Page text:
All season, the 2021 Mets have been defined by pitching and grit, finding ways to win games, often late, despite their feeble offense. Only now the pitching has fallen off a notch, while the lack of hitting still threatens to give their fans ulcers, so we’re about to find out just how far that grit can carry this team.
Because suddenly their hold on first place in the NL East is at stake, as the Mets limp into Philadelphia off a horrendous series in Miami that saw them lose three out of four games, the last of which left manager Luis Rojas beyond exasperated at his team’s inability to get a clutch hit, or sometimes just put the bat on the ball when it mattered.
The Mets left 15 runners on base in the 4-2 loss on Thursday, raising their total for the series to 41 while lowering their runs per game average to 3.8 this season, which ranks them 29th among 30 MLB teams, ahead of only the Pittsburgh Pirates.
And if you thought Javier Baez was going to be a Yoenis Cespedes-like savior for this offense, well, this was a reminder that he doesn’t lead the National League in strikeouts by accident. Wednesday night, he hit a slider off the outside corner for a game-winning home run, such is his talent, but on Thursday he struck out five times, leaving eight runners on base, sometimes swinging at pitches even Amed Rosario wouldn’t have chased.
The Mets knew what they were getting in Baez, of course, but he came with a reputation for delivering in a big moment, and to see him succumb repeatedly to his lack of plate discipline against a less-than-overpowering lefthander, Braxton Garrett, in crucial at-bats had to be somewhat stunning.
Certainly that seemed to be the case with Rojas, though not only because of Baez. One day after calling a team meeting in part to urge his hitters to take a more aggressive approach at the plate, the manager couldn’t quite believe what he was seeing and, give him credit, he was candid enough to call his hitters out for it.
Speaking specifically of the first inning, when the Mets loaded the bases with no outs and came away empty when J.D. Davis and Baez struck out swinging, then Michael Conforto flied out routinely to center, Rojas offered a stinging indictment:
“It was almost as if we weren’t prepared for what the pitcher had,” he said.
When pressed on that statement Rojas explained that he didn’t mean his hitters were slacking off on their pre-game preparation, more so that they allowed the importance of the moment to affect their thinking, especially their readiness to attack fastballs in RBI situations.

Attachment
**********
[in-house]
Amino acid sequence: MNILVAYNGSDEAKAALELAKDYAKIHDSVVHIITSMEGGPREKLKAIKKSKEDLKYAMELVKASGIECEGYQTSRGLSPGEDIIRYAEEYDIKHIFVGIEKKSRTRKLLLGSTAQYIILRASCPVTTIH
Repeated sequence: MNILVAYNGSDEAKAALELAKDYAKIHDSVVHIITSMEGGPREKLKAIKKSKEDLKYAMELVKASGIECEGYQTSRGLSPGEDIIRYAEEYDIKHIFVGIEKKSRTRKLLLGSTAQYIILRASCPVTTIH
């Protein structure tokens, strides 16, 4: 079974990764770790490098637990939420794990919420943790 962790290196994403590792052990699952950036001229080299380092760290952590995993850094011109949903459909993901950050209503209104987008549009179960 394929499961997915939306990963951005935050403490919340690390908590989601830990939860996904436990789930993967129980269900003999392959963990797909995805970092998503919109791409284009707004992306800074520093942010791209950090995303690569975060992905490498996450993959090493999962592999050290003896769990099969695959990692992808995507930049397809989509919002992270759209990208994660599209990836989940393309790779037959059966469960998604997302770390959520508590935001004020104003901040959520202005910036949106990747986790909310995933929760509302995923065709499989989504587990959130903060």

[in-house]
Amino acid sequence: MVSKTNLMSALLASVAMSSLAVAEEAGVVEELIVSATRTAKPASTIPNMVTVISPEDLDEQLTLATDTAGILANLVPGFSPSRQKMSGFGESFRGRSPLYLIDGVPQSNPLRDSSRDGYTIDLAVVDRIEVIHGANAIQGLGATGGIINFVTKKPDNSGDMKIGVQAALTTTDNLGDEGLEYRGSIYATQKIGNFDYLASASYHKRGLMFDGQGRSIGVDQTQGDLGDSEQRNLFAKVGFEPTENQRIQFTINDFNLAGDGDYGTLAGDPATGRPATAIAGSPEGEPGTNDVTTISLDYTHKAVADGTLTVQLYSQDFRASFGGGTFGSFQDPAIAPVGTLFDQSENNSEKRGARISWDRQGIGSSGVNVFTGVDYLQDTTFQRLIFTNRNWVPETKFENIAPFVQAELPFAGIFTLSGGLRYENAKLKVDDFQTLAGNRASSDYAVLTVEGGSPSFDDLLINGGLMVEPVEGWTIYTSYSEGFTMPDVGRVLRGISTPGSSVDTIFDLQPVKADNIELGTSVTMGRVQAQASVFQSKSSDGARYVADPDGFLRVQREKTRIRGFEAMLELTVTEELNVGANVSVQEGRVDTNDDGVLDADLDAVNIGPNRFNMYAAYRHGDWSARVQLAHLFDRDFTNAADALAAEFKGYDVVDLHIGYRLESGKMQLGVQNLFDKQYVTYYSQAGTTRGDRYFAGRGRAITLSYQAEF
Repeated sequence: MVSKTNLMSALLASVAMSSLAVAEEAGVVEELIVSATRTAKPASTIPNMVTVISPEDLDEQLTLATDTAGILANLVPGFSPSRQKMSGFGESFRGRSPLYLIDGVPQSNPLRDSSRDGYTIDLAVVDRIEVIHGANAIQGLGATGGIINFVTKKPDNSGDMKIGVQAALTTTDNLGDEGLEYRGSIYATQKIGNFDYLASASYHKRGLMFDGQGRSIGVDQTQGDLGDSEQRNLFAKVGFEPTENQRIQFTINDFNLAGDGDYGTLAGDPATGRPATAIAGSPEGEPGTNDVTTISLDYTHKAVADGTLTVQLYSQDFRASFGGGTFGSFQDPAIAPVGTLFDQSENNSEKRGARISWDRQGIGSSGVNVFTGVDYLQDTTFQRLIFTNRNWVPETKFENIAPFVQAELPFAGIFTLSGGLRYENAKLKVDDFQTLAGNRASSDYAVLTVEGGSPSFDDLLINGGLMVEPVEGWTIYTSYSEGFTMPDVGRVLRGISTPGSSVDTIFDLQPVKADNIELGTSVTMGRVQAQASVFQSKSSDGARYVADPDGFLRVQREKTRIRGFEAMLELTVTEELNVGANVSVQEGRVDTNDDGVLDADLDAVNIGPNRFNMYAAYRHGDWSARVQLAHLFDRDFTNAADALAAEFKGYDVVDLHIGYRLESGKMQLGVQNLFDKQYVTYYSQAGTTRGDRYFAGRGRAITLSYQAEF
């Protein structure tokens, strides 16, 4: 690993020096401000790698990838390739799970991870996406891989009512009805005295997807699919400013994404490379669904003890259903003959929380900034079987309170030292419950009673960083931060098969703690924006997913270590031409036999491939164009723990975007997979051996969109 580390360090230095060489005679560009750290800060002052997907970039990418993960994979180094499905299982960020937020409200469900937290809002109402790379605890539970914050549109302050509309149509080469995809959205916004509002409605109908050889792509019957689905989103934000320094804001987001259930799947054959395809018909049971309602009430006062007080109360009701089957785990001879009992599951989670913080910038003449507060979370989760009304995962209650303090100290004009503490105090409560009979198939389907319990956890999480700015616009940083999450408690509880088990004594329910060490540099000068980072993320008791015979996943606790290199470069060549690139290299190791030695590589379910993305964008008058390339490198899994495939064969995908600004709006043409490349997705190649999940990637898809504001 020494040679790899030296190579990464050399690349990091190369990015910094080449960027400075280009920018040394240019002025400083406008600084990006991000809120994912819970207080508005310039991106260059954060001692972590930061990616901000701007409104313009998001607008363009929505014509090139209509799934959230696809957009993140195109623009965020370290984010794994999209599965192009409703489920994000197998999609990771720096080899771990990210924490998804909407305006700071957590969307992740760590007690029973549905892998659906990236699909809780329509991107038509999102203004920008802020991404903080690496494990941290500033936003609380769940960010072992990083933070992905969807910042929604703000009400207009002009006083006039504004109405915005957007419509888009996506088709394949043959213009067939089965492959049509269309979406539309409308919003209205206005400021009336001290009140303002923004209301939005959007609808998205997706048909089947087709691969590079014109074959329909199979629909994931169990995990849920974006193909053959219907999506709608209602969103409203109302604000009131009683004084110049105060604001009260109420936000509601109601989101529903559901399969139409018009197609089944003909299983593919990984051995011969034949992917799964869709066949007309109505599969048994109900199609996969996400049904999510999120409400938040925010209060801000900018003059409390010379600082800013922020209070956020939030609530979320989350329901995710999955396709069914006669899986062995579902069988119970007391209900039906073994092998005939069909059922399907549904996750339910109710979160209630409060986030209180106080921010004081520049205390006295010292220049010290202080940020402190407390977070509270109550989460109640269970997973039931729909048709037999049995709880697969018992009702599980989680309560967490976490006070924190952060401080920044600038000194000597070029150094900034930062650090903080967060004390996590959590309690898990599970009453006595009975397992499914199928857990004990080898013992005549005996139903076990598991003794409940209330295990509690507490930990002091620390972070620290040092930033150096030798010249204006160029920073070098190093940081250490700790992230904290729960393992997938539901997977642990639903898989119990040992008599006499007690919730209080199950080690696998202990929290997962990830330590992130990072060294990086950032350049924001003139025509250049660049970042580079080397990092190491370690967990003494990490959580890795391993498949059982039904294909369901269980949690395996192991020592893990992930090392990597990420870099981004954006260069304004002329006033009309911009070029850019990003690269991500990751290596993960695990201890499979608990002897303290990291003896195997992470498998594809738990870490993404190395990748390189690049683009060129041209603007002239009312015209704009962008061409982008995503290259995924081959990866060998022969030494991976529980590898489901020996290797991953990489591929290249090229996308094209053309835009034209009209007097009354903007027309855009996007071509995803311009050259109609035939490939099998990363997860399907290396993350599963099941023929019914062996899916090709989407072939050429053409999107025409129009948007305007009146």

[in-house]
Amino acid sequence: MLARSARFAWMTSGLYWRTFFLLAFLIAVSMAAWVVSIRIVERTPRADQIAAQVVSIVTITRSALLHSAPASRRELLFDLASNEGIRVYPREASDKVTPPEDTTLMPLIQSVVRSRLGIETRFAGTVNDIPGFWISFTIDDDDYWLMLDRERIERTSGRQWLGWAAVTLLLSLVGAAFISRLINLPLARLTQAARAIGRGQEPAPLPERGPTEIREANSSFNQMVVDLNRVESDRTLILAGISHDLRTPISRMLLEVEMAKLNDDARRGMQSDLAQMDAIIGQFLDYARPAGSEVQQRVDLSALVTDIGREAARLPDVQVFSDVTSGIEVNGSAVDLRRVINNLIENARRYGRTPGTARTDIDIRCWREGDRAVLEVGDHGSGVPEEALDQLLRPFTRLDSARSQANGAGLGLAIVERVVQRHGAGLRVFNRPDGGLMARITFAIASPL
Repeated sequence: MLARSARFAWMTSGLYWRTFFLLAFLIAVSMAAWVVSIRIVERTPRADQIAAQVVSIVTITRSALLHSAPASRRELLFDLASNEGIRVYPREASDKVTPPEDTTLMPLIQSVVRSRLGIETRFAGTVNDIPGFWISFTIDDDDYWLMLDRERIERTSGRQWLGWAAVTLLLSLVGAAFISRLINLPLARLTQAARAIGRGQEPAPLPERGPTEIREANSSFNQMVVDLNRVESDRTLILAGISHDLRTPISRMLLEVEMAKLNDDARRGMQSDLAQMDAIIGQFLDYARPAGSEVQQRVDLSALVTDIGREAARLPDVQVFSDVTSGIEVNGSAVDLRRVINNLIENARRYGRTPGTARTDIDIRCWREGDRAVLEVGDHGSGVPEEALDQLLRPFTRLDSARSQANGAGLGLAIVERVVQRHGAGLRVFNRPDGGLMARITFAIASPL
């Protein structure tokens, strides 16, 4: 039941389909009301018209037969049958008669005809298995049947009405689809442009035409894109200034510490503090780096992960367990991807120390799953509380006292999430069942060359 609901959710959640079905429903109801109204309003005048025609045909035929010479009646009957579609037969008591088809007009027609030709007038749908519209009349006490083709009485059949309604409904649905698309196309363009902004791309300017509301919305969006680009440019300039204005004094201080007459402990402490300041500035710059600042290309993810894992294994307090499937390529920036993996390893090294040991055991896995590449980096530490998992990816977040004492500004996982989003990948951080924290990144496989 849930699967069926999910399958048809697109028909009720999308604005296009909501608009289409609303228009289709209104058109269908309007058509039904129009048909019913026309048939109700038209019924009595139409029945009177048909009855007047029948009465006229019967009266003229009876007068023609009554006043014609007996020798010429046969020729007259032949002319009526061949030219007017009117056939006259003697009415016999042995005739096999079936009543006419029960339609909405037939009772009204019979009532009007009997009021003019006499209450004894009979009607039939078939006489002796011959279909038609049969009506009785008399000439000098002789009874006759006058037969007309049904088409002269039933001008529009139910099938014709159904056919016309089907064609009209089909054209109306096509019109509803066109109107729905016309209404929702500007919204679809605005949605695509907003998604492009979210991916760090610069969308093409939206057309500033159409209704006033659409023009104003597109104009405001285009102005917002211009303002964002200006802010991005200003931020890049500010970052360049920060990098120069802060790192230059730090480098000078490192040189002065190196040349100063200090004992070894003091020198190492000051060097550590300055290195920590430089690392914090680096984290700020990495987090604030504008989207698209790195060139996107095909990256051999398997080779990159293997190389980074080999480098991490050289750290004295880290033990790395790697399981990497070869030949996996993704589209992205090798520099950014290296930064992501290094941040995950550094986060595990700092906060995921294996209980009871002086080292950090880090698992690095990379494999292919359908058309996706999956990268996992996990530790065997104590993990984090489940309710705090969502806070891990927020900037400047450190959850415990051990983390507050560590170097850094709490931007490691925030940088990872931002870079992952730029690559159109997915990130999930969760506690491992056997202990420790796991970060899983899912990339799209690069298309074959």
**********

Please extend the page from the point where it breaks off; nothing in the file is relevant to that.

“We haven’t been on time for fastballs, specifically,” Rojas said. “Because of being late on fastballs, it’s just tough sometimes to recognize secondary pitches, because we’re rushing.
“These guys do a lot of homework, I witness it. It’s about approach. Right now Pete (Alonso) has a good fastball mentality, but not everybody. We load the bases, then find guys who aren’t ready to hit, and the sequence just stops.”
Rojas was clearly referring to that first inning. After the Mets loaded the bases, Davis was late swinging at a 90 mph fastball before striking out chasing a changeup. Then Baez actually took a first-pitch fastball for a strike, which turned out to be the best pitch he saw in the at-bat, before eventually striking out chasing a sinker down and away, and Conforto took a 2-0 fastball for a strike before flying out on a 3-1 fastball at the knees.
“We’ve gotta have a better fastball mentality as a team,” said Rojas.
Specifics aside, the manager’s point seemed to be similar to what he said earlier in the season, citing the failures with runners in scoring position, when Rojas admitted players were being affected by the anxiety of such situations.
Is there a cure for that?
Well, it has been a problem for two seasons now. And while it was easy enough to dismiss it last year as a relatively small sample-size in a 60-game season, it’s far more than anomaly at this point.
Yet you can argue that these same Mets have been remarkably clutch at times, stealing games with what has often felt like late-inning magic on nights when the offense was quiet deep into games.
I’ve been calling it grit throughout the season, an ability to dig deep when it counts most that made it seem as if this team just had a knack for winning.
Of course, it’s also harder to pull off those types of wins when the pitching isn’t keeping games as close lately.
In addition, maybe there’s simply a limit to how many times a team can survive on late-inning heroics.
And finally, let’s be honest, these Mets are only a first-place team because the NL East is loaded with mediocrity.
However it all adds up, at a time when there’s no telling when Jacob deGrom will be back, their grit is being put to the test like never before this season.
They’ve lost six of their last eight games to fall to 56-52 while the Phillies are finally making a push, rallying late against the Nationals Thursday to run their winning streak to five games.
And so with just a half-game lead, these Mets find themselves hanging onto first place for dear life, a spot they’ve held by themselves since May 9.
In truth, however, with a stretch of 13 straight games against the Dodgers and Giants beginning next Friday, the Mets need to do more than merely survive this weekend. They need to find their mojo again and prove what they keep telling everyone, that they’re better than this offensively.
How do they do it? Rojas would say it starts with a clear mind and a crushed fastball.